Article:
Why should brands keep an eye out for flea markets
On 19th September 2010, Bangalore played host to a massive urban flea market called the Sunday Soul Sante. It featured art, craft, music,and food and saw over 15000 people attending. The flea market of Goa does not need much introduction. A melting pot of cultures; the market is a key offering of the city with tourists swarming the market grounds throughout season time. Similarly, on the 5th & 6th of April, at the Reclamation Ground in Bandra, Mumbai will play host to a very unique event called The Lil Flea. It too is a curated flea market that will see a hundred little pop-up stalls coming together to sell a variety of products with food, music, movies and workshops in tow. Surely something has sparked the flea market trend. EE digs deeper into the story.
‘Consumerism!’ states AshaRao, Event Designer at the Sunday Soul Santewhen quizzed about how flea markets are popping up in every city. 'We are flooded with branded goods. I think people want cheaper, more limited-edition stuff that’s made by people they meet at the flea market. Thanks to the Internet, there’s a boom in exposure. People want to live well. They want to beautify their houses with unique products that are artistic, trendy and well designed while staying eco-friendly and biodegradable. In a nutshell, a flea market is a market place with a conscience.’
Alankar Jain who’s heading The Lil Flea weighs in his point. ‘I think there is a need in the city for a fun global and experimental platform that’s not a mall. At a flea market, the whole platform is a crowd puller. It’s the synergy and variety that draws people to it. For instance, at The Lil Flea, we’re curating everything from the pop-up stalls to music, art, food and films. Added to this, there are also interesting workshops that will make people want to attend. So the whole thing is very vibrant and community driven.’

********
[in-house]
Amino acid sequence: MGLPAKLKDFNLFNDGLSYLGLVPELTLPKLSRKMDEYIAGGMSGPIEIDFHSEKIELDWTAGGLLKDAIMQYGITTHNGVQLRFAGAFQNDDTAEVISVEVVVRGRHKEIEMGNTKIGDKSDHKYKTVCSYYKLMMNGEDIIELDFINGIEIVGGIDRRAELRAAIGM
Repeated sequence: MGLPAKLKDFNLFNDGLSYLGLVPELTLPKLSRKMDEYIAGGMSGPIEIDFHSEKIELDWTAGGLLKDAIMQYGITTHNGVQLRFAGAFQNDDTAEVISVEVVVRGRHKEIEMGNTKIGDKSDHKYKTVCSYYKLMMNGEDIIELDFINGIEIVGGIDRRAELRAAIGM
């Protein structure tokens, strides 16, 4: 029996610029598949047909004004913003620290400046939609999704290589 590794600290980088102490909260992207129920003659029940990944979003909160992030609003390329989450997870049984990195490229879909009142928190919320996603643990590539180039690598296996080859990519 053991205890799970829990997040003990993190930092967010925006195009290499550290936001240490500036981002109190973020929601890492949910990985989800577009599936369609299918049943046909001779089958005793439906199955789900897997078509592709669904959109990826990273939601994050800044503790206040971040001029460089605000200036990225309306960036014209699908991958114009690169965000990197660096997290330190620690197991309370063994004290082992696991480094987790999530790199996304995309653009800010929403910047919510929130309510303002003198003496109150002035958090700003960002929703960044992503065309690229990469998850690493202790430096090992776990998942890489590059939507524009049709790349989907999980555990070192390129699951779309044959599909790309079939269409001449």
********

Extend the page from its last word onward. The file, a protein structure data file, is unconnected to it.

Are brands interested in such a concept? ‘We partnered with Kingfisher, whichcame on board as title sponsor to tap in to the art and culture space. The Times of India also chipped in when we did the Sante the last time. So yes, I do think brands are opening up to the idea.’ says Asha.
We know that the Sante was designed in the form of a bazaar, so we ask Alankar how he plans to design the Lil Flea experience. ‘We’re going in with four curators. One each for food, music, movies and decor. Each of these curators are regulars at other pop-ups and events, so the final output is going to be very beautiful.’ He says.
What does the future hold for such flea markets? ‘When we said we’re organizing a flea market, we got more than a thousand applications from small and interesting brands who wanted to rent a stall. Unfortunately, we could only accommodate about a hundred of them. So we’re planning to host more flea markets so all that the people who missed out this time can cash in,’ says Alankar. Asha too has a similar viewpoint. ‘I organize the Sante every six weeks. My dream in due course of time is ensure that any person who wishes to set up a stall can do so for free.’
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